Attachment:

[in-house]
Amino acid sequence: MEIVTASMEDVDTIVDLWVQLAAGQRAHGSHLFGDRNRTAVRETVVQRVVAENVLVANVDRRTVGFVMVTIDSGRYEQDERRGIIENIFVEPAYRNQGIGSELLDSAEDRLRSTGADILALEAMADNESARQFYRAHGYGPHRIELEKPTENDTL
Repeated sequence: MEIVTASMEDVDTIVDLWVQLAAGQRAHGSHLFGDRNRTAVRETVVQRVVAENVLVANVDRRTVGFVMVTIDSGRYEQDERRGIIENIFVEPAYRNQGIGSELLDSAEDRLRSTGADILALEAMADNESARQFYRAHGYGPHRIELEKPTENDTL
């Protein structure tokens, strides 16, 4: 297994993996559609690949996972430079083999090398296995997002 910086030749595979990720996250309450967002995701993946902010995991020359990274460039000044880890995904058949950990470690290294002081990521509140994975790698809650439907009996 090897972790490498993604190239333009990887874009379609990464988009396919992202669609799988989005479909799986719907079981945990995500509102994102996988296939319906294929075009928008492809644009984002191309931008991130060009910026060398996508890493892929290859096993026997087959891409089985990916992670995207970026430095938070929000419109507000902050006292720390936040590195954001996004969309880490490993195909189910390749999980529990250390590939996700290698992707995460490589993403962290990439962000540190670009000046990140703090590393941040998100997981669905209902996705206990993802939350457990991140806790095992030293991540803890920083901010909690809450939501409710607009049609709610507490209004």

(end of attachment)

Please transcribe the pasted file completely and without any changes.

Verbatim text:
[in-house]
Amino acid sequence: MEIVTASMEDVDTIVDLWVQLAAGQRAHGSHLFGDRNRTAVRETVVQRVVAENVLVANVDRRTVGFVMVTIDSGRYEQDERRGIIENIFVEPAYRNQGIGSELLDSAEDRLRSTGADILALEAMADNESARQFYRAHGYGPHRIELEKPTENDTL
Repeated sequence: MEIVTASMEDVDTIVDLWVQLAAGQRAHGSHLFGDRNRTAVRETVVQRVVAENVLVANVDRRTVGFVMVTIDSGRYEQDERRGIIENIFVEPAYRNQGIGSELLDSAEDRLRSTGADILALEAMADNESARQFYRAHGYGPHRIELEKPTENDTL
């Protein structure tokens, strides 16, 4: 297994993996559609690949996972430079083999090398296995997002 910086030749595979990720996250309450967002995701993946902010995991020359990274460039000044880890995904058949950990470690290294002081990521509140994975790698809650439907009996 090897972790490498993604190239333009990887874009379609990464988009396919992202669609799988989005479909799986719907079981945990995500509102994102996988296939319906294929075009928008492809644009984002191309931008991130060009910026060398996508890493892929290859096993026997087959891409089985990916992670995207970026430095938070929000419109507000902050006292720390936040590195954001996004969309880490490993195909189910390749999980529990250390590939996700290698992707995460490589993403962290990439962000540190670009000046990140703090590393941040998100997981669905209902996705206990993802939350457990991140806790095992030293991540803890920083901010909690809450939501409710607009049609709610507490209004």